1. Off-label med linked to orgasm disorder

    I don't know what's worse: A drug that steals your sex drive -- or one that lets you "do it," but won't let you finish.

    I'd have to go with the latter here -- that's definitely not how I spell relief!

    The orgasm-robbing condition is called anorgasmia, and researchers say older patients who take gabapentin (aka Neurontin) may be getting hit with it at a much higher rate than ever reported -- in part because docs never bother to ask seniors about sexual side effects.

    In a case study out of Boston University, researchers say 3 of 11 older men who took the drug lost the ability to reach the Promised Land of sexual fulfillment -- and all three were up there in years: 73, 76 and 78.

    In another clinic, researchers say a 59-year-old woman also reported the condition.

    In other words, this "rare" side effect reported in less than 1 percent of the patients who took part in the clinical trial that got the drug approved may not be so "rare" after all.

    The good news is the orgasm ability returned when the patients stopped taking the med -- but do yourself a favor and don't take chances with this one, especially since the drug probably isn't doing much for you anyway.

    This drug was at the heart of a crooked marketing campaign with wink-wink implications that it might be effective for a whole mess of off-label conditions. (Read more here.)

    It wasn't -- and the companies that have owned the drug have had to pay out more than half a billion bucks in fines and fees as a result.

    But docs haven't gotten the message -- they're still giving out this med for everything under the sun.

    Looks like Big Pharma got its money's worth.

  2. Pfizer accused in wave of research trickery

    Talk about no rest for the wicked!

    Fresh off a historic $2.7 billion in fines and penalties tied to illegal drug marketing, Pfizer is showing no signs of slowing down.

    This time, the company is accused of playing shell games with research on the epilepsy drug Neurontin – hiding negative results and shifting the goals of their studies after the fact to highlight the positive.

    These baloneyfied studies were then published and used to push the drug for off-label uses – like migraine headaches. Experts think that most of the drug's sales ultimately came from those off-label uses.

    Researchers looked at 20 company-sponsored studies. Eight of them were swept under the rug. They never even made it to publication! I guess sometimes, baloney only gets you so far – especially when it comes to a med with side effects that include suicidal tendencies and depression.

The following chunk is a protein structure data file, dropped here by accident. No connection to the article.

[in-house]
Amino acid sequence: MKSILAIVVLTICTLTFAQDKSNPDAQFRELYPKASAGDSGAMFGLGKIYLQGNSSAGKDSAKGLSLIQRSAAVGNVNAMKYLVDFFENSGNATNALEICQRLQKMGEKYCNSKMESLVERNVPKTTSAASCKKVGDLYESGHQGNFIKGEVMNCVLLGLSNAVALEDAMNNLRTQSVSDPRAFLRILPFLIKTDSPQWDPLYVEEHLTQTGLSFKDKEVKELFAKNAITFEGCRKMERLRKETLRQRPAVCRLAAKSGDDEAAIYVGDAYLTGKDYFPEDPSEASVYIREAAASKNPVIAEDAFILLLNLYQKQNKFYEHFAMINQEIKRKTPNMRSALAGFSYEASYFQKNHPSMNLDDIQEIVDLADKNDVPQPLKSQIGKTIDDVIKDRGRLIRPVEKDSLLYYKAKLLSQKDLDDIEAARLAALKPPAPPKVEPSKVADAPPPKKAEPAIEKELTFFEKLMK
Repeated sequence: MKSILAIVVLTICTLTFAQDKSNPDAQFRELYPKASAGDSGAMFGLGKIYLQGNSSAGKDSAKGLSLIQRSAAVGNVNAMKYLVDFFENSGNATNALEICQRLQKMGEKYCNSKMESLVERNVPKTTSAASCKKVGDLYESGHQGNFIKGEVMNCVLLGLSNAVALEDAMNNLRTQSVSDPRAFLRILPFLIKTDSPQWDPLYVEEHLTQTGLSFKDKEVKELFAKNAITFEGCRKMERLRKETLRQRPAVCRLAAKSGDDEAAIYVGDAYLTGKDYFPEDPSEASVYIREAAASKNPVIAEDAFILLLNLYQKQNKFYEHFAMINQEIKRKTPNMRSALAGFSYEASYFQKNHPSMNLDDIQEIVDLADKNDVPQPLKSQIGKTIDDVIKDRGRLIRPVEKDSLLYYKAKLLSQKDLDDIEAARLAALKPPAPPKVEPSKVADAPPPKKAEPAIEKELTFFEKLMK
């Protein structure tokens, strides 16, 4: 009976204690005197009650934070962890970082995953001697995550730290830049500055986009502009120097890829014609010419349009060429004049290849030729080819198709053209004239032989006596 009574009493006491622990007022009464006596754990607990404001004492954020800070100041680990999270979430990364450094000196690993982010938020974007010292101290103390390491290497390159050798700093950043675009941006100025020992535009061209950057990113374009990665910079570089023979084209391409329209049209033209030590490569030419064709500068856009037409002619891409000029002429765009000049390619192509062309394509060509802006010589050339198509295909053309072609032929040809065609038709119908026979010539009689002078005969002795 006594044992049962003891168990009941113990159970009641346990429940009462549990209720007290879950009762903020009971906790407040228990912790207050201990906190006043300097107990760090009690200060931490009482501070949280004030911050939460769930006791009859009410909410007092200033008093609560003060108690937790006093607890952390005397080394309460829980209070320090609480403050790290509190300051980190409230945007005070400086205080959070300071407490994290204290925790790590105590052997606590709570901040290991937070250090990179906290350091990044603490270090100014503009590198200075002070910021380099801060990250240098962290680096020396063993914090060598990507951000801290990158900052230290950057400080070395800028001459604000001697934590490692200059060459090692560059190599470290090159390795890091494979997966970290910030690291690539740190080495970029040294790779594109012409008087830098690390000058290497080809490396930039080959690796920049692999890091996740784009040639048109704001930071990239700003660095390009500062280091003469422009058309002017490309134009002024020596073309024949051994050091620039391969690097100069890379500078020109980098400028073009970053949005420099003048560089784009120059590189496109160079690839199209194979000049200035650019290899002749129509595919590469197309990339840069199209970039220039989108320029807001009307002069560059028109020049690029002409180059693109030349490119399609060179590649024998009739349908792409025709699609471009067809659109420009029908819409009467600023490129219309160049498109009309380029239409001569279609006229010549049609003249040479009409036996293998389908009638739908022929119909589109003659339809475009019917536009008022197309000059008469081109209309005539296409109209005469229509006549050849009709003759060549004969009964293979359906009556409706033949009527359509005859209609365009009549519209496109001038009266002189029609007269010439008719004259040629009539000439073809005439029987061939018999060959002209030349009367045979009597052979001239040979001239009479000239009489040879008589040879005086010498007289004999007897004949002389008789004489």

Of the remaining 12 studies in the analysis, eight used the old research bait-and-switch. That's when they change the primary outcome – the question researchers set out to answer at the beginning of the study – after the research is done, usually because they didn't like the answer.

    And in every case, these changes made the drug look better. Color me surprised.

    Pfizer is issuing its usual denials, but the report in the New England Journal of Medicine is a real eye-opener.

    Big Pharma loves off-label uses for their meds. They get to sell the same drug to more people without having to spend any extra money going through the approvals process – especially if they don't really have the data to back up their med when it comes to those uses.

    But there's just one catch: They're not allowed to market those other uses. They are, however, allowed to give doctors copies of their tainted journal articles on them.

    Doctors read the article and prescribe the meds. They don't know the research is bunk – but maybe from now on, they should just assume it is... especially if Big Pharma had a hand in the study.

    To these companies, the goal of research isn't science or healing – they're just looking for more ways to make even more money.

    Who cares if they have to lie and cheat to get there – they don't even care if they get caught. The penalties are just another line in an accountant's ledger. In 2004, Pfizer paid $430 million in fines to settle charges that it improperly marketed this very same med.

    Sounds like a lot of money, right?

    Not when you consider that Neurontin did $2.7 billion in sales that year.

    It's chump change – and once again, we're the chumps.

  3. Pfizer tried to hush-up negative study results

    Internal documents from Pfizer that were recently submitted in a lawsuit against that company showed that the pharmaceutical manufacturer tried to put a lid on medical studies that did not support the use of its epilepsy drug, Neurontin.

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